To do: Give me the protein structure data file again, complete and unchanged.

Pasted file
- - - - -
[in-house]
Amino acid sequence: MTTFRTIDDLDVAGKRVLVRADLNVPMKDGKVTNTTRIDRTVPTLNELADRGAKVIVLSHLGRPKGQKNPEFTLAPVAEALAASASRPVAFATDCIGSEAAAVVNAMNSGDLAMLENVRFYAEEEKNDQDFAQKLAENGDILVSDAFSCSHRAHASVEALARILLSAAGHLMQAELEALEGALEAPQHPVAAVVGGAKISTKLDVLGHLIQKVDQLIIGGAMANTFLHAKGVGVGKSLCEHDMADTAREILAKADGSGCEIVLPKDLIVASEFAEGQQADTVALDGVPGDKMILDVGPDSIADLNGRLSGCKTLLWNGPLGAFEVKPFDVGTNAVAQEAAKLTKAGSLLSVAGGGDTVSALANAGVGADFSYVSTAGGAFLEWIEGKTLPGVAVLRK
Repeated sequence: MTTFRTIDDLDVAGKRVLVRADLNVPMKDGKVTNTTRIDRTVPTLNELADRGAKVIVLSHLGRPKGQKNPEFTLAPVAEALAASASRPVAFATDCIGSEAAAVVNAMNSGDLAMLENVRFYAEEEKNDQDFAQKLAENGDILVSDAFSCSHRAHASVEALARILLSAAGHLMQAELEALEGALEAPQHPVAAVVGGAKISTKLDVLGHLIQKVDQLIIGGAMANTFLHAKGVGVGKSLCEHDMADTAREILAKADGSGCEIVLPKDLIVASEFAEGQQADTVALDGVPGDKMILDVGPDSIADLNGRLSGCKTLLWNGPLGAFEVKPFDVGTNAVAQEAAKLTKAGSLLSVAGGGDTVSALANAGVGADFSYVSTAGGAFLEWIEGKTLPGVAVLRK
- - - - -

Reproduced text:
[in-house]
Amino acid sequence: MTTFRTIDDLDVAGKRVLVRADLNVPMKDGKVTNTTRIDRTVPTLNELADRGAKVIVLSHLGRPKGQKNPEFTLAPVAEALAASASRPVAFATDCIGSEAAAVVNAMNSGDLAMLENVRFYAEEEKNDQDFAQKLAENGDILVSDAFSCSHRAHASVEALARILLSAAGHLMQAELEALEGALEAPQHPVAAVVGGAKISTKLDVLGHLIQKVDQLIIGGAMANTFLHAKGVGVGKSLCEHDMADTAREILAKADGSGCEIVLPKDLIVASEFAEGQQADTVALDGVPGDKMILDVGPDSIADLNGRLSGCKTLLWNGPLGAFEVKPFDVGTNAVAQEAAKLTKAGSLLSVAGGGDTVSALANAGVGADFSYVSTAGGAFLEWIEGKTLPGVAVLRK
Repeated sequence: MTTFRTIDDLDVAGKRVLVRADLNVPMKDGKVTNTTRIDRTVPTLNELADRGAKVIVLSHLGRPKGQKNPEFTLAPVAEALAASASRPVAFATDCIGSEAAAVVNAMNSGDLAMLENVRFYAEEEKNDQDFAQKLAENGDILVSDAFSCSHRAHASVEALARILLSAAGHLMQAELEALEGALEAPQHPVAAVVGGAKISTKLDVLGHLIQKVDQLIIGGAMANTFLHAKGVGVGKSLCEHDMADTAREILAKADGSGCEIVLPKDLIVASEFAEGQQADTVALDGVPGDKMILDVGPDSIADLNGRLSGCKTLLWNGPLGAFEVKPFDVGTNAVAQEAAKLTKAGSLLSVAGGGDTVSALANAGVGADFSYVSTAGGAFLEWIEGKTLPGVAVLRK